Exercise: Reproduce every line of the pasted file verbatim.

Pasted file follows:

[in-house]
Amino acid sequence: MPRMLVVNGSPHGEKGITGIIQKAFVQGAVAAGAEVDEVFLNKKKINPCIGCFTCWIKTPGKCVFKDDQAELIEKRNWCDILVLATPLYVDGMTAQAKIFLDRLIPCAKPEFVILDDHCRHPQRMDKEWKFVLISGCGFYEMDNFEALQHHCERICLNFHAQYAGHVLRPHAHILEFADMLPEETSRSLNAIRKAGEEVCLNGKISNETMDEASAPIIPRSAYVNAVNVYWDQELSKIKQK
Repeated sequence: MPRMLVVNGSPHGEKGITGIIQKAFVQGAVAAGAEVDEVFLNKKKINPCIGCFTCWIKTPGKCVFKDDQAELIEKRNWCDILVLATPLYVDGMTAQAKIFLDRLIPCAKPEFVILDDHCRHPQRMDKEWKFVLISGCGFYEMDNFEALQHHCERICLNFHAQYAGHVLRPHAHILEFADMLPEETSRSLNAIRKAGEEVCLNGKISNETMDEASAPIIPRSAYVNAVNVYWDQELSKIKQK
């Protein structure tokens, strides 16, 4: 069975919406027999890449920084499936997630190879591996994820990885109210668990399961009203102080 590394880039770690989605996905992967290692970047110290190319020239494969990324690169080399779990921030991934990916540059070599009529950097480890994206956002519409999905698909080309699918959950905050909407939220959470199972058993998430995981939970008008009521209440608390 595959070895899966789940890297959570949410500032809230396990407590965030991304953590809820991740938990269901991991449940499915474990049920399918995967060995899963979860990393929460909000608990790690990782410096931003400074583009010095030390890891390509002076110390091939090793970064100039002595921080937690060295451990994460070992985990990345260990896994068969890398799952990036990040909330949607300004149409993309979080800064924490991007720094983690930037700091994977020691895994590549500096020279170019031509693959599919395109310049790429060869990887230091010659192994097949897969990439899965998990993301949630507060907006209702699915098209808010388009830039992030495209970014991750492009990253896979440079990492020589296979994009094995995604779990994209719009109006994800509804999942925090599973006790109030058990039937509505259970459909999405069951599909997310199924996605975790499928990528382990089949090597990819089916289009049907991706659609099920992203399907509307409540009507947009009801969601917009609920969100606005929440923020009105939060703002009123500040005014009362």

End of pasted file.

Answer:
[in-house]
Amino acid sequence: MPRMLVVNGSPHGEKGITGIIQKAFVQGAVAAGAEVDEVFLNKKKINPCIGCFTCWIKTPGKCVFKDDQAELIEKRNWCDILVLATPLYVDGMTAQAKIFLDRLIPCAKPEFVILDDHCRHPQRMDKEWKFVLISGCGFYEMDNFEALQHHCERICLNFHAQYAGHVLRPHAHILEFADMLPEETSRSLNAIRKAGEEVCLNGKISNETMDEASAPIIPRSAYVNAVNVYWDQELSKIKQK
Repeated sequence: MPRMLVVNGSPHGEKGITGIIQKAFVQGAVAAGAEVDEVFLNKKKINPCIGCFTCWIKTPGKCVFKDDQAELIEKRNWCDILVLATPLYVDGMTAQAKIFLDRLIPCAKPEFVILDDHCRHPQRMDKEWKFVLISGCGFYEMDNFEALQHHCERICLNFHAQYAGHVLRPHAHILEFADMLPEETSRSLNAIRKAGEEVCLNGKISNETMDEASAPIIPRSAYVNAVNVYWDQELSKIKQK
């Protein structure tokens, strides 16, 4: 069975919406027999890449920084499936997630190879591996994820990885109210668990399961009203102080 590394880039770690989605996905992967290692970047110290190319020239494969990324690169080399779990921030991934990916540059070599009529950097480890994206956002519409999905698909080309699918959950905050909407939220959470199972058993998430995981939970008008009521209440608390 595959070895899966789940890297959570949410500032809230396990407590965030991304953590809820991740938990269901991991449940499915474990049920399918995967060995899963979860990393929460909000608990790690990782410096931003400074583009010095030390890891390509002076110390091939090793970064100039002595921080937690060295451990994460070992985990990345260990896994068969890398799952990036990040909330949607300004149409993309979080800064924490991007720094983690930037700091994977020691895994590549500096020279170019031509693959599919395109310049790429060869990887230091010659192994097949897969990439899965998990993301949630507060907006209702699915098209808010388009830039992030495209970014991750492009990253896979440079990492020589296979994009094995995604779990994209719009109006994800509804999942925090599973006790109030058990039937509505259970459909999405069951599909997310199924996605975790499928990528382990089949090597990819089916289009049907991706659609099920992203399907509307409540009507947009009801969601917009609920969100606005929440923020009105939060703002009123500040005014009362």